By Ayanava Majumdar
Organic farming, as part of a sustainable agriculture system, emphasizes profitable farming, good stewardship of natural resources (land, air and water) and high quality of life for everyone involved from production to consumption.
Today, organic food is one of the fastest growing agricultural sectors. In fact, organic food demand is currently outpacing availability of organic crops. So, more farmers are needed!
Researchers in the area of sustainable agriculture have gained much scientific understanding in sustainable farming systems in the past 10 years. Applied research has directly benefitted producers nationwide.
FACTORS AFFECTING SUSTAINABILITY
There are some great models for defining how sustainable agriculture systems work. One of these is provided by the United Nations Sustainable Development Solutions Network. Sustainable agriculture production systems, in general, are affected by three basic yield-defining factors: varietal characteristics (agronomic principles), environmental conditions (climate) and management approaches (farm-specific activities).
Organic producers must carefully plan for each factor and optimize their practices for maximizing crop production. The varietal characteristics include subfactors such as plant physiology, growth vigor, yield potential, fertilization, etc. Environmental conditions play a major role today as the phenomenon of climate change is experienced. Producers should consider levels of solar radiation, day length and water availability to plan crop rotations, variety selection and harvest. Management approaches for organic farmers include farm-planning activities, crop cycles, soil health conditions, and irrigation and pest management methods for short-term and long-term benefits.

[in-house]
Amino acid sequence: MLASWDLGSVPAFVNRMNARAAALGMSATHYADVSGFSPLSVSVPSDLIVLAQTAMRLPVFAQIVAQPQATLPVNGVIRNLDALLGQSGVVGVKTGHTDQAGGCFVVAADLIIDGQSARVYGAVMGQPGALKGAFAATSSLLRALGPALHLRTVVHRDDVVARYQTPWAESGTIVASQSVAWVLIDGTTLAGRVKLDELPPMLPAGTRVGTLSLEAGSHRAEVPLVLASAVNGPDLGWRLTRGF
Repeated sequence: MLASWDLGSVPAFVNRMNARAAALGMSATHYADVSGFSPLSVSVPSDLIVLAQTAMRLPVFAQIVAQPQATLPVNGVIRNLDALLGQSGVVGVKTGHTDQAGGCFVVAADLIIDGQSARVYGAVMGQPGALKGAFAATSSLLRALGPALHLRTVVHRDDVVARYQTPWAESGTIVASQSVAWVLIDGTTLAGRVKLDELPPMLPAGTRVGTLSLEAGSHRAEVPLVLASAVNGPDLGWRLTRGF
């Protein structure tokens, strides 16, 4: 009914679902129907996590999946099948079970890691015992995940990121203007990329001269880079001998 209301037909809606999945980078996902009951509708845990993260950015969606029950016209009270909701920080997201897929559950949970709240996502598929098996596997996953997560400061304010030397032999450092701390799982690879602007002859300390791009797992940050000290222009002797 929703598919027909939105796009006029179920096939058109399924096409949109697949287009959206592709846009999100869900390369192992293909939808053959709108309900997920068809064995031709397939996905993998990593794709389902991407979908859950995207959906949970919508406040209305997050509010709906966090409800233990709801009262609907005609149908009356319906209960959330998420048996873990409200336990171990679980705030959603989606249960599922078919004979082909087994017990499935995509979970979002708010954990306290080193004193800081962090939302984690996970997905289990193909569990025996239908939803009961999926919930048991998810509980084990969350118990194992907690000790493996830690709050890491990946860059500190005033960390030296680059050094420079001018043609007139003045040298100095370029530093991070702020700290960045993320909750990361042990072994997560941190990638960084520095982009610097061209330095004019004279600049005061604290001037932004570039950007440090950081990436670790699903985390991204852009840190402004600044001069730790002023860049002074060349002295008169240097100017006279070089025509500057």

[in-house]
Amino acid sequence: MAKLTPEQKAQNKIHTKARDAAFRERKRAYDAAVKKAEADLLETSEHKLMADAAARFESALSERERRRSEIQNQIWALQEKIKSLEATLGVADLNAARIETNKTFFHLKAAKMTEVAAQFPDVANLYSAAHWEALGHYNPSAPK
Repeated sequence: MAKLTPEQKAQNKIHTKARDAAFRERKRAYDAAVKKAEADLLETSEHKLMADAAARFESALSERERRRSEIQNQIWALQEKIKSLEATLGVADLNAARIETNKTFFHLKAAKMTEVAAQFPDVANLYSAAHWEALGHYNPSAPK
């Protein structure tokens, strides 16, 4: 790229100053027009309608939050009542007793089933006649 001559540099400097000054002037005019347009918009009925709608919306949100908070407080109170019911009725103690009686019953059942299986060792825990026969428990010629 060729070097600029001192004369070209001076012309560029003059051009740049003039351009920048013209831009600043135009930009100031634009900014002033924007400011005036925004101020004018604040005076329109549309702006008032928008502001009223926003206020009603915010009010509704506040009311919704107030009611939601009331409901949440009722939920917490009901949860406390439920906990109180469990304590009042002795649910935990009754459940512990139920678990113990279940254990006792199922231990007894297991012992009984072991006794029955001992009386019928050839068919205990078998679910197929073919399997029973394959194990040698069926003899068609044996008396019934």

FOCUS ON IPM
Interestingly, as organic growers get more experienced in farming (beyond the transition phase), the emphasis of sustainability shifts from basic agronomy and production to intensive management of crops to stop yield reduction near harvest. Just think about the variety of diseases, insects and weeds that are yield-reducing factors. The hot and humid growing conditions of the South are perfect for year-round pest activity; this calls for a unique approach to organic farming that may be different from production systems used in other parts of the country.
Misidentification of pests and over-spraying are the two most common problems on organic small farms that have real economic consequences. Based on grower surveys and research data, a proper long-term integrated pest management (IPM) plan can reduce crop losses by 30 to 50 percent. Applied crop production and IPM systems research will continue to provide benefits to the producers who are excited to grow local fresh foods for the customers who want them.
Ayanava Majumdar is an Extension entomologist and Sustainable Agriculture Research & Education program coordinator at Auburn University in Alabama.
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